On 25 January, twenty years ago, the Internet came as close to a total meltdown as we’ve ever seen since the commercialization of the Internet. A tiny UDP worm payload of just 376 bytes spread to all remotely accessible and vulnerable Microsoft SQL servers listening on port 1434 within a matter of minutes. This tiny payload ultimately infected roughly 75,000 hosts worldwide and the disruption it caused made international news. It was enough to bring many networks to a screeching halt. This blog post is a personal reflection and reconsideration of the fateful event that continues to resonate as one of my most vivid experiences in Internet availability.
We must place the 2003 Internet in its historical context. Internet security was not quite the driving force and big business it is now, but it was clearly underway. The network geeks, a tribe I still feel a camaraderie with, were regularly butting heads with the growing group of security specialists. The network packet pushers were generally opposed to most network-based traffic mangling and middlebox devices. The security crowd, especially in campus and enterprise environments, generally favoured a sort of permission-based architecture, where imperfect protection and centralization at aggregation points generally outweighed the potential problem of collateral damage.
The network people would argue that security threats of the day were best addressed as close to the problem as possible, which usually meant a focus on better host and application security practices. The security people would argue this was just not practical. The best solutions were probably some consideration of both, but like any two groups with vastly different perspectives, compromise and nuance were rare.
An aside: Here is a fun experiment you can try. Ask anyone who was involved in Internet operations at a university in those days about packet-shaping devices like the Packeteer. It should be immediately clear whether they were on team network or team security.
The most popular operating systems on the Internet at this time were Windows 2000 and Windows XP. Millions of these systems were connected to the Internet, but many had no network-based protection in front of them and even more were poorly managed. Practically all these systems had relatively weak host-based protection from remote exploits by default. XP’s basic firewall (packet filtering) capability that existed at the time was not enabled by default until Service Packet 2 (SP2) was released, which wouldn’t happen until 2004, well into the era when IRC-based botnets were rampant. Once SP2 became the norm, the number of remotely exploitable Windows systems eventually began to wane dramatically.
Another important observation of this time is that the speeds of end hosts were getting much faster. The standard LAN-based connection was 100Mb/s switched Ethernet, which was usually only one order of magnitude slower than many organizations’ network backbones. It would only take a small number of hosts to saturate backbone links. Home users around the world were also moving from dial-up to higher-speed cable and DSL networks. A relatively small number of hosts on a few access networks at this time were a potent weapon for a DDoS, or perhaps a high-speed spreading worm. To wit, it took only a few thousand hosts to render some root DNS server instances inaccessible in an attack in 2007.
The exploit and the worm
In the summer of 2002, multiple problems with Microsoft SQL server were publicly disclosed to the BUGTRAQ mailing list with a coordinated patch release from Microsoft. One of the vulnerabilities resulted from a buffer overflow that could be triggered with just a few bytes to the service over the network using a small UDP message.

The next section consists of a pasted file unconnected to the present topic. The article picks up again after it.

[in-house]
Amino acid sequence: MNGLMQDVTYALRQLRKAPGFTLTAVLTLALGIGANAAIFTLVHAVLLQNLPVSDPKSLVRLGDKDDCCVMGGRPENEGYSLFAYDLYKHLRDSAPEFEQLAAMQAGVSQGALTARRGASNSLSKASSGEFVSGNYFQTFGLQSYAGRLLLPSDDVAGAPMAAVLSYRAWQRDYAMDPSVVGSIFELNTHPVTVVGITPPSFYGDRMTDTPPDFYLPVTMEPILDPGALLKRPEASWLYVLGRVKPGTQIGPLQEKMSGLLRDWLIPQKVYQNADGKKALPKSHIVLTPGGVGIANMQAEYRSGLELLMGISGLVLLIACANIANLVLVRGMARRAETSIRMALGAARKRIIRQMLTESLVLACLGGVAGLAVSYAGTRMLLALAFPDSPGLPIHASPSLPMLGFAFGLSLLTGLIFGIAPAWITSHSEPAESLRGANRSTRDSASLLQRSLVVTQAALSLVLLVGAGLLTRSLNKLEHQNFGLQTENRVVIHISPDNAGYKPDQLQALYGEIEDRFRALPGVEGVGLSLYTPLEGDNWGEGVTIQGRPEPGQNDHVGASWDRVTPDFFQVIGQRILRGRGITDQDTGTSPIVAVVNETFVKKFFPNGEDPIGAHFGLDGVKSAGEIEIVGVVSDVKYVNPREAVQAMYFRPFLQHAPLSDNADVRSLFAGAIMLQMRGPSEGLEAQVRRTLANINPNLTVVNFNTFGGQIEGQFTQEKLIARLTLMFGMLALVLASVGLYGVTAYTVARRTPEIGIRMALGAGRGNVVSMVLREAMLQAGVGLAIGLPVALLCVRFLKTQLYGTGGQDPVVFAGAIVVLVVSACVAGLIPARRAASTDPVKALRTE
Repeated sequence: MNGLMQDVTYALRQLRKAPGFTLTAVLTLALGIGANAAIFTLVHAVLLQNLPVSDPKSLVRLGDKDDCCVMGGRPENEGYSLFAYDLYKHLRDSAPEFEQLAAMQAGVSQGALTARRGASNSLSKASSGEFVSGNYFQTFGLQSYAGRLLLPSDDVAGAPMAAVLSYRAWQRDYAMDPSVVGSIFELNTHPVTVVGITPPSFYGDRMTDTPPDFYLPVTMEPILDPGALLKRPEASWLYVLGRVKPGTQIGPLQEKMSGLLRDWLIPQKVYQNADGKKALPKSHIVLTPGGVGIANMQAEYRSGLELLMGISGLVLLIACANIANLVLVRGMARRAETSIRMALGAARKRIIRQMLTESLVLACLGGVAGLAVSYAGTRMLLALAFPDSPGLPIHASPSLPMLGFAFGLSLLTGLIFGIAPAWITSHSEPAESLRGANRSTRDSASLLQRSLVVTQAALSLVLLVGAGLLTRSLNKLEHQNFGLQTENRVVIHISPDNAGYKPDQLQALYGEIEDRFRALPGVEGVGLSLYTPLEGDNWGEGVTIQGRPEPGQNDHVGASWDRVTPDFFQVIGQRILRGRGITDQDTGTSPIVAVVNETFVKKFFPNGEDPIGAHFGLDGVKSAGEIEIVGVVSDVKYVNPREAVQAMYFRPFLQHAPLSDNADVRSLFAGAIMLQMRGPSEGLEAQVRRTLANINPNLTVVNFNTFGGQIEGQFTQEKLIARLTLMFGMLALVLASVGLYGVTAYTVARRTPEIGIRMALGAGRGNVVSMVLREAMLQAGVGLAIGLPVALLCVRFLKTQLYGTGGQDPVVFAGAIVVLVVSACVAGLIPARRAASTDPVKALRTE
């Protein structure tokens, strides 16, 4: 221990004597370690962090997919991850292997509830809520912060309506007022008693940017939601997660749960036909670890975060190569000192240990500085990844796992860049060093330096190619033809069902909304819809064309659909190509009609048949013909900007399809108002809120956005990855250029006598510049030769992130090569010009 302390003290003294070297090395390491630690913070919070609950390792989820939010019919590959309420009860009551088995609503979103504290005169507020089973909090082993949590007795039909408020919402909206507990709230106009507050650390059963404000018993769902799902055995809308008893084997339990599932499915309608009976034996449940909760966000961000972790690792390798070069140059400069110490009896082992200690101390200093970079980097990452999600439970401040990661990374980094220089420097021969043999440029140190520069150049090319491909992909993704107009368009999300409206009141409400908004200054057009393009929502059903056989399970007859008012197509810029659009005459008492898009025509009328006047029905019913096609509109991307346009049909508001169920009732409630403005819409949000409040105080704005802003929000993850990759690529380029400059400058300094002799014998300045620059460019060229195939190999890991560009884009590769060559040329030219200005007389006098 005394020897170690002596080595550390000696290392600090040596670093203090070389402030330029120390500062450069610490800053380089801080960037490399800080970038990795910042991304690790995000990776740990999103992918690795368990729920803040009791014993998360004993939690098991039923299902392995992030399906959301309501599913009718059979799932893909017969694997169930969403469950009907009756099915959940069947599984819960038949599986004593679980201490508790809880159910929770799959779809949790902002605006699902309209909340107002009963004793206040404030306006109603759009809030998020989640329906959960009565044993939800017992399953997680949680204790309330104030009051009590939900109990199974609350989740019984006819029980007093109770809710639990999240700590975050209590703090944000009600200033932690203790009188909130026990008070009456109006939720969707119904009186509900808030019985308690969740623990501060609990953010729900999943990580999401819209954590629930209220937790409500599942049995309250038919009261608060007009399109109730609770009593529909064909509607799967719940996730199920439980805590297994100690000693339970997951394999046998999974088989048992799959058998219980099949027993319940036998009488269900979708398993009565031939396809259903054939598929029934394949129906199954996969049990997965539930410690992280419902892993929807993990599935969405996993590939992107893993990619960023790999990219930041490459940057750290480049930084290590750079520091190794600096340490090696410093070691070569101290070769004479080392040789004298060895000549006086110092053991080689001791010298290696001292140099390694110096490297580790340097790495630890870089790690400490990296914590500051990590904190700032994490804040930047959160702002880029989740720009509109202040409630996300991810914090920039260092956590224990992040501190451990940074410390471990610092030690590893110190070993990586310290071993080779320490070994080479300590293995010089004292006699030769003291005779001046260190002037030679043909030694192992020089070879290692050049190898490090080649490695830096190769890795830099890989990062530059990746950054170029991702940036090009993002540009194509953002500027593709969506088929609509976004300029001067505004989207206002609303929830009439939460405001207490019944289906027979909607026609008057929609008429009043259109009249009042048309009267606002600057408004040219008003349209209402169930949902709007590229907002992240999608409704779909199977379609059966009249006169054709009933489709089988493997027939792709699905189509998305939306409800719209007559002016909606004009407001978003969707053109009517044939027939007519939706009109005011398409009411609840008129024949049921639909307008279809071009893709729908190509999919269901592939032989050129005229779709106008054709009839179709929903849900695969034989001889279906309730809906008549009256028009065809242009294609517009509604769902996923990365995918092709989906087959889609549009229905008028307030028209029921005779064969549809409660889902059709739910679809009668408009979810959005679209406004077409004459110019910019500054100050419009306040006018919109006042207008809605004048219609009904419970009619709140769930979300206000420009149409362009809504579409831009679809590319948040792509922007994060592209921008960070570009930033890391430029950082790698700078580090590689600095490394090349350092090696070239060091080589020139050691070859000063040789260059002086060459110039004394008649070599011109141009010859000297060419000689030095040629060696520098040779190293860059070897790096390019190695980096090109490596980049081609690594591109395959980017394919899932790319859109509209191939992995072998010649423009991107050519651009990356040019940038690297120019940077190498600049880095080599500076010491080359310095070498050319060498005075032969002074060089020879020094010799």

Months later, on 25 January between the hours of 0500 and 0600 UTC, around midnight for most of the continental US, a UDP payload began replicating to practically all Internet-connected Microsoft SQL systems in what came to be known as the SQL Slammer or Sapphire worm. This worm was based on one of the buffer overflow vulnerabilities for which a patch was available for about half of a year.
In an article for IEEE Security & Privacy, researchers estimated the worm reached 55 million scans per second and ultimately compromised approximately all the vulnerable systems connected to the Internet, or approximately 75,000 hosts, within just a few minutes after the initial infection.
Infected hosts would emit scanning traffic at near the maximum rate of their network interface. At the university where I was a network operator, it took only a handful of infected hosts to completely saturate our external Internet connection with scanning traffic and render our external connectivity essentially unusable. See page 10 from my Network Defenses to Denial of Service Attacks presentation to see what our network traffic graphs looked like at the time.
It just so happens I was not on call and I had gone to bed just before the outbreak had happened so I literally missed all the overnight action. At the time I felt like I missed out and wished I could have been a help to my colleagues who took the brunt of the initial response. I was the most senior person at the time and I tended to be the one with the connections to the most network and security community. Despite all this, my co-workers never woke me up. I guess I wasn’t as important as I thought, and now with the passage of time, I don’t really feel all that bad about having gotten a good night’s sleep.
Even though the worm began spreading quickly outside of working hours the news and reaction spread almost as quickly. Early reports from network operators identified routing anomalies and in private network security communities I was privy to, traffic characterization was almost instantaneous with recommendations to filter UDP port 1434 traffic immediately.